Voice Over Sydney: 6 Accent Tips

Voice over Sydney, Below is a list of the six most important things an actor should keep in mind when learning a dialect.

1.) Voice over Sydney: It isn’t just how you pronounce words.

When you learn a particular dialect, don’t merely switch out one pronunciation for another. We’ve all seen the results of such lifeless dialect work in movies: British actors playing all Americans as bored suburbanites; Americans playing all Brits as stuffy Edwardian aristocrats. Accents are as much about musicality, tempo and physicality as they are about how you say the word “bath.”

2.) Voice over Sydney: Learn the slang.

Actors should learn dialects, not accents. What is the vocabulary and unique grammar of the dialect? How is this used in everyday language? If you’re playing someone from Ireland, you’d better understand that “crack” means more than what you do to an egg.

3.) Voice over Sydney: Listen to strong dialects.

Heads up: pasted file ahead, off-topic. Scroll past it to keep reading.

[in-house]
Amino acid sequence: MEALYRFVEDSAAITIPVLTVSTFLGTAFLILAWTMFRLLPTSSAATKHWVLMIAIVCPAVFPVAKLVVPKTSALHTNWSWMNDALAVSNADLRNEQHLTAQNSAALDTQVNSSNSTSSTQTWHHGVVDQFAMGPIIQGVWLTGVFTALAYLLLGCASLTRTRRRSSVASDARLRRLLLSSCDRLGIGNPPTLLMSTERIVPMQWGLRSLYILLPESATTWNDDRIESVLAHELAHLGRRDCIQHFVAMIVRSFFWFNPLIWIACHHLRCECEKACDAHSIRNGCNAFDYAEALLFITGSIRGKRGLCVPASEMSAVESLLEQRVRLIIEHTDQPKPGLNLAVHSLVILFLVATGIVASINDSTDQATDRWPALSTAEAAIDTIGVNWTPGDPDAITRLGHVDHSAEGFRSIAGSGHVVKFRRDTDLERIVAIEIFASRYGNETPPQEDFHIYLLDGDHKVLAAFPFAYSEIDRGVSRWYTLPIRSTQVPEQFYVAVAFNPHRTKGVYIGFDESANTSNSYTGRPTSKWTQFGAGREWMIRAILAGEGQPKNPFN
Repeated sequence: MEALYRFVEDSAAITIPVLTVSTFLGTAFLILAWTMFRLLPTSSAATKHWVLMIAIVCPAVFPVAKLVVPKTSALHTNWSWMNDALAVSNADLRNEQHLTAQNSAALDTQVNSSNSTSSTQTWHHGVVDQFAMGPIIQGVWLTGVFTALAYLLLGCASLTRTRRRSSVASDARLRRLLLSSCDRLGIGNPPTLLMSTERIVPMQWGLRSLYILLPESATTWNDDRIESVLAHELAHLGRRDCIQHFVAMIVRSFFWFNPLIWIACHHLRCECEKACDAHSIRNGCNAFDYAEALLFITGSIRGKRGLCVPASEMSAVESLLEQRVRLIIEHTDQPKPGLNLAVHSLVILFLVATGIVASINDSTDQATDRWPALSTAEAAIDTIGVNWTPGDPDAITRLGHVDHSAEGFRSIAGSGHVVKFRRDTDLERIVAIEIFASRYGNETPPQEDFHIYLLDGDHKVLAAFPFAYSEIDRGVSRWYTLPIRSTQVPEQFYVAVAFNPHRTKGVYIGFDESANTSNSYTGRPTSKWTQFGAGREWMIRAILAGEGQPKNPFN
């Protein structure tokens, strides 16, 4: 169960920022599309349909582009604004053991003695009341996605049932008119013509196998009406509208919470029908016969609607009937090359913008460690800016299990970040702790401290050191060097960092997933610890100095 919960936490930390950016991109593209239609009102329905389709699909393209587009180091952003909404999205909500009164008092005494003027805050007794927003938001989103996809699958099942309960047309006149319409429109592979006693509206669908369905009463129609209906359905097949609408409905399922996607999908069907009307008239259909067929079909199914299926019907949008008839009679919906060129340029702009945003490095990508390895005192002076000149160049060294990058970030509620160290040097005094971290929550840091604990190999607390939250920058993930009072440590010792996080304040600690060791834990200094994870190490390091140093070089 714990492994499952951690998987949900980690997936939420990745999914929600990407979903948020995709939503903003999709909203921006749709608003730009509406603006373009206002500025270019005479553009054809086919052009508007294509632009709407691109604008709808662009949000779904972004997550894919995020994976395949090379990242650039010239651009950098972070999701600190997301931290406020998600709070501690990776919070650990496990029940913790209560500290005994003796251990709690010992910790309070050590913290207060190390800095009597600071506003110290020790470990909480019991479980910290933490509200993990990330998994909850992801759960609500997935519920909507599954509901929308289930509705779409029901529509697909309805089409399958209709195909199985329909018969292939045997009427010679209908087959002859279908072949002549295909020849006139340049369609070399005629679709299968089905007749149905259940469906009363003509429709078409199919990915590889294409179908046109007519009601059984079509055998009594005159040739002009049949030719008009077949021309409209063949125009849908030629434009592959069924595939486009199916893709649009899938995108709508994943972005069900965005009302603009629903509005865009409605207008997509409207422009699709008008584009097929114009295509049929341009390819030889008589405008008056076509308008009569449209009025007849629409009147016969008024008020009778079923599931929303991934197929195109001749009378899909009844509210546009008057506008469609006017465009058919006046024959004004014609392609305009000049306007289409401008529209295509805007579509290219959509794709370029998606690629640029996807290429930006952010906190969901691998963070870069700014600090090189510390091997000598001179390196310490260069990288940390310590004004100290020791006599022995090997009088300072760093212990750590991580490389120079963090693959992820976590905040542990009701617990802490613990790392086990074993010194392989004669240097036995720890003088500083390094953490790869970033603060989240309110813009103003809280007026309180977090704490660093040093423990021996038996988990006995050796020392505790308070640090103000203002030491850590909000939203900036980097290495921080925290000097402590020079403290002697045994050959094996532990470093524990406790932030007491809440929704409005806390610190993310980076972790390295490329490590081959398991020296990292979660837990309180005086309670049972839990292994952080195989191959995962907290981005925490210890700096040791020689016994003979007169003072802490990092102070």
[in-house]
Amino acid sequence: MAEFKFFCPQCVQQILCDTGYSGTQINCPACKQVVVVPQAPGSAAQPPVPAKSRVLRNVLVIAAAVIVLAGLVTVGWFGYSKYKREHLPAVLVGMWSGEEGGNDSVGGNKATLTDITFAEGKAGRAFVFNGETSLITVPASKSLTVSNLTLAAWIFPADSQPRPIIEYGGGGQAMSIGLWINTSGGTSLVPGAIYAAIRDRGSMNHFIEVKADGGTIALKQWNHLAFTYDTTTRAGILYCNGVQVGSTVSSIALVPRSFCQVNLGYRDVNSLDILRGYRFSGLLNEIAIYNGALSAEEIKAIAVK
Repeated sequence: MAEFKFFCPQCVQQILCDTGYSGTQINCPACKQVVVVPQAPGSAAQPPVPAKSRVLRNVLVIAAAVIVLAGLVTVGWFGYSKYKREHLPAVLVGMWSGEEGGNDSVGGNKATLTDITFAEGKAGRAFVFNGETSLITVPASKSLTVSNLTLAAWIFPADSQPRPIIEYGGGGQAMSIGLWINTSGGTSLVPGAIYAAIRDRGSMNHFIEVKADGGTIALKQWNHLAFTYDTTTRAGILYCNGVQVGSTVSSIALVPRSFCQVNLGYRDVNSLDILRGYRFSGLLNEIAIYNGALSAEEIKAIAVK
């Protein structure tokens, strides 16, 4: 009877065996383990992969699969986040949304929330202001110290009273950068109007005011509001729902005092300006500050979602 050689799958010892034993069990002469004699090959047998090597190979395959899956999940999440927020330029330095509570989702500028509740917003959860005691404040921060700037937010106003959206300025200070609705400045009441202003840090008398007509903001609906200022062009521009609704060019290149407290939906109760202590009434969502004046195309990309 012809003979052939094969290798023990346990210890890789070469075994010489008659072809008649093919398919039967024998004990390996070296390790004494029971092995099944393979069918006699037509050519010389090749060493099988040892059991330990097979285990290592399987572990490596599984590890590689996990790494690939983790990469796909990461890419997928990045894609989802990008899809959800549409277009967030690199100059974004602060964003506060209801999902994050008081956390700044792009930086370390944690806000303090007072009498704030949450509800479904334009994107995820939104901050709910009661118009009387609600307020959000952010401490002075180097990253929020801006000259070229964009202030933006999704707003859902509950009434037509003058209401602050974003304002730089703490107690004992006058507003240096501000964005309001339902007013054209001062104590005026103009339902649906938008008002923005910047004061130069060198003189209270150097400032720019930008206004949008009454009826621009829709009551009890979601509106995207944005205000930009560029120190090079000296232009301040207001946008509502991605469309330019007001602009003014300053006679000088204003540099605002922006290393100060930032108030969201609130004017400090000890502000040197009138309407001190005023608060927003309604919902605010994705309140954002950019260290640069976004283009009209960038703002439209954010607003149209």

Too often, “mild” dialect recordings are of people who spent a lot of time elsewhere, thus allowing their dialect to become Americanised, Anglicised, or some other kind of “-ised.” Hear dialects of people who are as close to your character as possible, who have spent their lives in the character’s region. Then work on being understood by your audience.

4.) Voice over Sydney: It’s about the character, not the accent.

Think about your character’s class, their age, their outlook on life, their upbringing, and how these factors influence their speech. They are the most important things of all.

5.) Voice over Sydney: Work on your voice.

You need to make sure your voice is supple and free. Otherwise you either won’t be heard in the accent or you’ll quickly tire your voice.
And most importantly:

6.) Voice over Sydney: Don’t get overconfident.

What ultimately dooms many actors doing accents, more than anything else, is that they get cocky. They think they’ve “mastered” an accent that they haven’t. People’s delusions about their dialect abilities can be unbelievable. I’ve seen actors who barely grasp the fundamental features of a particular accent who sincerely believe they know it inside and out. Always be vigilant. There will always be plenty you don’t know.
And that’s really it in a nutshell. What makes an actor good at accents, move than anything, is a willingness to learn.